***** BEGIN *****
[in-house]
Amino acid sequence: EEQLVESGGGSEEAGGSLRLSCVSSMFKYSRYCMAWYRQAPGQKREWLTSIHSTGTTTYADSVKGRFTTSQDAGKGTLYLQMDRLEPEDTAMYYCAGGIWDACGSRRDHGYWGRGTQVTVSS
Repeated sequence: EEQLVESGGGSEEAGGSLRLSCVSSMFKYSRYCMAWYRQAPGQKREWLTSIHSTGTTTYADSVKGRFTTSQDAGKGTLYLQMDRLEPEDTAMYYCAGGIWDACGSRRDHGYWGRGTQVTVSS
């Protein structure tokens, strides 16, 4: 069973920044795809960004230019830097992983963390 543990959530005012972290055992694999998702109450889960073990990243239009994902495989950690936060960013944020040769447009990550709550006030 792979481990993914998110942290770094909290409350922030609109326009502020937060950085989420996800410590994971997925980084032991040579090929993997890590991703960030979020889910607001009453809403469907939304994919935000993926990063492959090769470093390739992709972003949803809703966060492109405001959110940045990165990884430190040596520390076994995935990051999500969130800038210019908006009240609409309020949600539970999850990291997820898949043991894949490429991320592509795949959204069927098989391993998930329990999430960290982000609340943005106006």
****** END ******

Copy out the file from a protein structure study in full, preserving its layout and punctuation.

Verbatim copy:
[in-house]
Amino acid sequence: EEQLVESGGGSEEAGGSLRLSCVSSMFKYSRYCMAWYRQAPGQKREWLTSIHSTGTTTYADSVKGRFTTSQDAGKGTLYLQMDRLEPEDTAMYYCAGGIWDACGSRRDHGYWGRGTQVTVSS
Repeated sequence: EEQLVESGGGSEEAGGSLRLSCVSSMFKYSRYCMAWYRQAPGQKREWLTSIHSTGTTTYADSVKGRFTTSQDAGKGTLYLQMDRLEPEDTAMYYCAGGIWDACGSRRDHGYWGRGTQVTVSS
């Protein structure tokens, strides 16, 4: 069973920044795809960004230019830097992983963390 543990959530005012972290055992694999998702109450889960073990990243239009994902495989950690936060960013944020040769447009990550709550006030 792979481990993914998110942290770094909290409350922030609109326009502020937060950085989420996800410590994971997925980084032991040579090929993997890590991703960030979020889910607001009453809403469907939304994919935000993926990063492959090769470093390739992709972003949803809703966060492109405001959110940045990165990884430190040596520390076994995935990051999500969130800038210019908006009240609409309020949600539970999850990291997820898949043991894949490429991320592509795949959204069927098989391993998930329990999430960290982000609340943005106006």